My decision-making ability helped me choose the appropriate needle length, site of administration and angle of needle insertion when injecting the patient. As a result, the patient received the injection in comfort with less pain. He also felt satisfied with my technique and appreciated that he was involved in the process. My decision-making skill can be applied to other situations such as choosing the correct medications, risk management strategies and treatment options for patients. This technique can be improved by incorporating my critical thinking, problem solving and effective communication skills when making decisions.
This picture illustrates the result of using my decision-making skills. I was able to choose the correct needle length, site of administration and angle of insertion to successfully administer the saline injection.
Assignment 1 Reflection
Assignment 3 Reflection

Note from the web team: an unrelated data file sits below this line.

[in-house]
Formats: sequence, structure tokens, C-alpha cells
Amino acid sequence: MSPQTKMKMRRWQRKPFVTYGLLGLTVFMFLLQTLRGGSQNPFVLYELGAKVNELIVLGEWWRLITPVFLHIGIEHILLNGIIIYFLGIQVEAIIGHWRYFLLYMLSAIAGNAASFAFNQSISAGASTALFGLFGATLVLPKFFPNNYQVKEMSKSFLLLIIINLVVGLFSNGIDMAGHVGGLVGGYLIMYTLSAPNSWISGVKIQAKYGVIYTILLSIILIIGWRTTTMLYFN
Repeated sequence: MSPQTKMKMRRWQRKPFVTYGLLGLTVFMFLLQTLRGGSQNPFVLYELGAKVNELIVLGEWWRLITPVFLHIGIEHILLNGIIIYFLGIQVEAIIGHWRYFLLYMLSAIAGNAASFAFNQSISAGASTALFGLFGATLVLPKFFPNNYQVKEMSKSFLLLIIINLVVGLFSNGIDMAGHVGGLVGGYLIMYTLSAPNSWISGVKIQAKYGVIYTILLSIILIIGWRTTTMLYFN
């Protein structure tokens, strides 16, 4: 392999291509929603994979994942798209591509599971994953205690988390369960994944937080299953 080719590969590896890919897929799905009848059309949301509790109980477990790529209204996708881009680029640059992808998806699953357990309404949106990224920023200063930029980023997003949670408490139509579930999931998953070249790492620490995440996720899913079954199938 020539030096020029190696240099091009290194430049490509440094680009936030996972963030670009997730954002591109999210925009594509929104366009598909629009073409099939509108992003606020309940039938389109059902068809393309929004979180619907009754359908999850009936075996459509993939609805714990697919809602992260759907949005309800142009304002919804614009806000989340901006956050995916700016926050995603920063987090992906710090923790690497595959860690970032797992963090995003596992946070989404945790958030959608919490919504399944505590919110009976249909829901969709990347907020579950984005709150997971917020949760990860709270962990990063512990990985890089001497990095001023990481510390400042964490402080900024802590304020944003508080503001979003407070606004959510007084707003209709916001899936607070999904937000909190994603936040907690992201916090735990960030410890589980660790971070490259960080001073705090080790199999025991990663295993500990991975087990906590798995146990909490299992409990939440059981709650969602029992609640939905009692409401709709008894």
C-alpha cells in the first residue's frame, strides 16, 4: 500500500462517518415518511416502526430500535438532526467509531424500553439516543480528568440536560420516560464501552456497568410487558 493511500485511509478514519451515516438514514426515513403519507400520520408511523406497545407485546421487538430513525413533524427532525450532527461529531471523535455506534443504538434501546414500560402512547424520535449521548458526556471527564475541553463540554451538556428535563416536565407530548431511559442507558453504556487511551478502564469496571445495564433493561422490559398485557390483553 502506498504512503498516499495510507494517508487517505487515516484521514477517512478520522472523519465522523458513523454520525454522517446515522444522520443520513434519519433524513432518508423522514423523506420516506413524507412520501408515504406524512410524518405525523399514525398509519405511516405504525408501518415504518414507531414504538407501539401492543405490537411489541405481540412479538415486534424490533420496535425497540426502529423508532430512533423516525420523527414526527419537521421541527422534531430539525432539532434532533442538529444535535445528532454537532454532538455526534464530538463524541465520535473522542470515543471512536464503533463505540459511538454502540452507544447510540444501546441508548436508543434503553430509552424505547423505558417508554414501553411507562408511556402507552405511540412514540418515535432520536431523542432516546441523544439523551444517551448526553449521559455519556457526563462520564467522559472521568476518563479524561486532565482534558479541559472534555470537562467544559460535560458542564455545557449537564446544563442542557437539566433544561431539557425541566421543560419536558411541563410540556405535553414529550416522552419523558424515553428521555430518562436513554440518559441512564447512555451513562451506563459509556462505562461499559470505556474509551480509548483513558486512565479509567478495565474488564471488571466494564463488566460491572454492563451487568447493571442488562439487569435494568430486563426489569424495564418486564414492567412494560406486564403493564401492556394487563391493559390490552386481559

During Pharmacists Awareness Month, I volunteered with the Canadian Pharmacists Association to help spread awareness for pharmacists. One of the activities involved visiting Alpine Public School and teaching the Grade 1 students the difference between medicine and candy. During this activity, I worked with a group of classmates where I was able to demonstrate my teamwork skills. Teamwork skills were needed in this situation because we gave presentations as a group therefore we needed to prepare our content and material as a team. As a team member, I expressed my ideas about how we should present by communicating effectively; facilitated exchange of ideas among team members on ways to present the topic to kids; and received as well as used the team’s feedback to improve my presentation techniques. Teaching kids was a challenging task because kids think differently and we need to find ways to simplify concepts for them while keeping them engaged. Everyone on the team had different perspectives and ideas on how we should present to kids. However, working as a team was important because it made the process more efficient and unique by incorporating multiple ideas.